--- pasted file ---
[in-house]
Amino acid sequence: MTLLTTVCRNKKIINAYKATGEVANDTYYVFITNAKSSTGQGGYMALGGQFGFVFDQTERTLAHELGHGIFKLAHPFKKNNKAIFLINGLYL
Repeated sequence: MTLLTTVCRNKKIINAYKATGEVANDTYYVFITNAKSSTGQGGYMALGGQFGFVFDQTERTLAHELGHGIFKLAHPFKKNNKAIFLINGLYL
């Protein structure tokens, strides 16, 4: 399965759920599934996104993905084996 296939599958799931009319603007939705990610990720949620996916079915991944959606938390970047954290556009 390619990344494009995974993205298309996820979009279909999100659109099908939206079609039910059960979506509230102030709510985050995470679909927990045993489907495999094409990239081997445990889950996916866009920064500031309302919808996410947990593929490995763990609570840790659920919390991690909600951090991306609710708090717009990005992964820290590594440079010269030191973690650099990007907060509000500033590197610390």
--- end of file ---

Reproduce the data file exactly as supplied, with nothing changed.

[in-house]
Amino acid sequence: MTLLTTVCRNKKIINAYKATGEVANDTYYVFITNAKSSTGQGGYMALGGQFGFVFDQTERTLAHELGHGIFKLAHPFKKNNKAIFLINGLYL
Repeated sequence: MTLLTTVCRNKKIINAYKATGEVANDTYYVFITNAKSSTGQGGYMALGGQFGFVFDQTERTLAHELGHGIFKLAHPFKKNNKAIFLINGLYL
């Protein structure tokens, strides 16, 4: 399965759920599934996104993905084996 296939599958799931009319603007939705990610990720949620996916079915991944959606938390970047954290556009 390619990344494009995974993205298309996820979009279909999100659109099908939206079609039910059960979506509230102030709510985050995470679909927990045993489907495999094409990239081997445990889950996916866009920064500031309302919808996410947990593929490995763990609570840790659920919390991690909600951090991306609710708090717009990005992964820290590594440079010269030191973690650099990007907060509000500033590197610390």